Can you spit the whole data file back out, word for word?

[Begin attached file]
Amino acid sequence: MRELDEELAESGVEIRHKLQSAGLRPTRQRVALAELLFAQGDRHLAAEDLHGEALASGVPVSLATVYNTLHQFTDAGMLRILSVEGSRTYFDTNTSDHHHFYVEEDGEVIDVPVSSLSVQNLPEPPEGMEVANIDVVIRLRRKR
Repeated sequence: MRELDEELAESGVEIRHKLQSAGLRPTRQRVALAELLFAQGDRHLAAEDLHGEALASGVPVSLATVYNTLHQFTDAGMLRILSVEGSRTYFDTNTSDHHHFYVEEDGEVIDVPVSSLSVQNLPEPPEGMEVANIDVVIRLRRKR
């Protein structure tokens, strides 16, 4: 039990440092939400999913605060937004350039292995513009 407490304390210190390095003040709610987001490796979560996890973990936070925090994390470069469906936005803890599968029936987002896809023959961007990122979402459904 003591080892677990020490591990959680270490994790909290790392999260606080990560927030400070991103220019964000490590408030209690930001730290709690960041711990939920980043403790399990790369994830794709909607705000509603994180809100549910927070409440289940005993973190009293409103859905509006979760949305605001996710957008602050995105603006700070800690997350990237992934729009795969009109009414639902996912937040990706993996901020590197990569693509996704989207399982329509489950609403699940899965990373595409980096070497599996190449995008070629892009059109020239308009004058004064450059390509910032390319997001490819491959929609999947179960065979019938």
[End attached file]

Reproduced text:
Amino acid sequence: MRELDEELAESGVEIRHKLQSAGLRPTRQRVALAELLFAQGDRHLAAEDLHGEALASGVPVSLATVYNTLHQFTDAGMLRILSVEGSRTYFDTNTSDHHHFYVEEDGEVIDVPVSSLSVQNLPEPPEGMEVANIDVVIRLRRKR
Repeated sequence: MRELDEELAESGVEIRHKLQSAGLRPTRQRVALAELLFAQGDRHLAAEDLHGEALASGVPVSLATVYNTLHQFTDAGMLRILSVEGSRTYFDTNTSDHHHFYVEEDGEVIDVPVSSLSVQNLPEPPEGMEVANIDVVIRLRRKR
């Protein structure tokens, strides 16, 4: 039990440092939400999913605060937004350039292995513009 407490304390210190390095003040709610987001490796979560996890973990936070925090994390470069469906936005803890599968029936987002896809023959961007990122979402459904 003591080892677990020490591990959680270490994790909290790392999260606080990560927030400070991103220019964000490590408030209690930001730290709690960041711990939920980043403790399990790369994830794709909607705000509603994180809100549910927070409440289940005993973190009293409103859905509006979760949305605001996710957008602050995105603006700070800690997350990237992934729009795969009109009414639902996912937040990706993996901020590197990569693509996704989207399982329509489950609403699940899965990373595409980096070497599996190449995008070629892009059109020239308009004058004064450059390509910032390319997001490819491959929609999947179960065979019938």